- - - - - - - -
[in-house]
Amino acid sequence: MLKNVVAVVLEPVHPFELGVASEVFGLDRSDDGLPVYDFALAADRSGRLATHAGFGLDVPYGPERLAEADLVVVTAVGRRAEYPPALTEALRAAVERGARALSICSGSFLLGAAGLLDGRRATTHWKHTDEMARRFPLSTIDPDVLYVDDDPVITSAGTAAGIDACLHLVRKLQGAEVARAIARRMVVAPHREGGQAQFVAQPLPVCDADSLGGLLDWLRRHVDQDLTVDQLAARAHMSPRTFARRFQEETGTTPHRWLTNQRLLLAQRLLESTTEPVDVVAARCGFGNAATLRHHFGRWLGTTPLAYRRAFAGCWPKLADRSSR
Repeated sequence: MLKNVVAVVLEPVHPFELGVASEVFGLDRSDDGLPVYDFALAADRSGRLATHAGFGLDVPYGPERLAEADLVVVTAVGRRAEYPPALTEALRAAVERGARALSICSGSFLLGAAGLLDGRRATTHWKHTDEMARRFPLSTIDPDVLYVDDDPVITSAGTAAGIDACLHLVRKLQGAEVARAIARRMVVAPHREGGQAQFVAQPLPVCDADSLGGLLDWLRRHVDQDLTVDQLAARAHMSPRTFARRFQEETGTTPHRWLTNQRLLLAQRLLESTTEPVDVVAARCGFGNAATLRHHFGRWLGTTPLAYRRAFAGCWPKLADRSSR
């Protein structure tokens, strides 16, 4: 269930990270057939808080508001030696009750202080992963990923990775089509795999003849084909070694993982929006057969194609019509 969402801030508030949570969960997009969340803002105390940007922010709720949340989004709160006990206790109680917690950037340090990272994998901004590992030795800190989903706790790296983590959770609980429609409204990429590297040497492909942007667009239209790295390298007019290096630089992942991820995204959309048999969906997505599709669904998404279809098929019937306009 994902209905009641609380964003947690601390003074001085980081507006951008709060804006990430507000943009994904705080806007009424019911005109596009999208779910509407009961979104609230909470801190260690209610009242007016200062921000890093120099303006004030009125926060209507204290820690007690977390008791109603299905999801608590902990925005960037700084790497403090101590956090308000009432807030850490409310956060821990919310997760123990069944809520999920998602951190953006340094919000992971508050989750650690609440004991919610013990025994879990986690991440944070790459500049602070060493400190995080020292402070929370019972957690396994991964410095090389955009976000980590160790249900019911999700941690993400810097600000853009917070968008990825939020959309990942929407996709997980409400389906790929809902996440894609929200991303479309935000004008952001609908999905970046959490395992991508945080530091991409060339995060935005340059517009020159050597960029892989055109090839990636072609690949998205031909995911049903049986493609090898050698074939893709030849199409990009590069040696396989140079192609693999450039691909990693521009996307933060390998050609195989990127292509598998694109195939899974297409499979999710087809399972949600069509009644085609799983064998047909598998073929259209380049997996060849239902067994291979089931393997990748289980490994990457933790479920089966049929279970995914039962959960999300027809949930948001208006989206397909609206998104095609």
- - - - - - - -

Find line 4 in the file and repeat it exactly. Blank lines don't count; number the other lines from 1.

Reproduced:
């Protein structure tokens, strides 16, 4: 269930990270057939808080508001030696009750202080992963990923990775089509795999003849084909070694993982929006057969194609019509 969402801030508030949570969960997009969340803002105390940007922010709720949340989004709160006990206790109680917690950037340090990272994998901004590992030795800190989903706790790296983590959770609980429609409204990429590297040497492909942007667009239209790295390298007019290096630089992942991820995204959309048999969906997505599709669904998404279809098929019937306009 994902209905009641609380964003947690601390003074001085980081507006951008709060804006990430507000943009994904705080806007009424019911005109596009999208779910509407009961979104609230909470801190260690209610009242007016200062921000890093120099303006004030009125926060209507204290820690007690977390008791109603299905999801608590902990925005960037700084790497403090101590956090308000009432807030850490409310956060821990919310997760123990069944809520999920998602951190953006340094919000992971508050989750650690609440004991919610013990025994879990986690991440944070790459500049602070060493400190995080020292402070929370019972957690396994991964410095090389955009976000980590160790249900019911999700941690993400810097600000853009917070968008990825939020959309990942929407996709997980409400389906790929809902996440894609929200991303479309935000004008952001609908999905970046959490395992991508945080530091991409060339995060935005340059517009020159050597960029892989055109090839990636072609690949998205031909995911049903049986493609090898050698074939893709030849199409990009590069040696396989140079192609693999450039691909990693521009996307933060390998050609195989990127292509598998694109195939899974297409499979999710087809399972949600069509009644085609799983064998047909598998073929259209380049997996060849239902067994291979089931393997990748289980490994990457933790479920089966049929279970995914039962959960999300027809949930948001208006989206397909609206998104095609």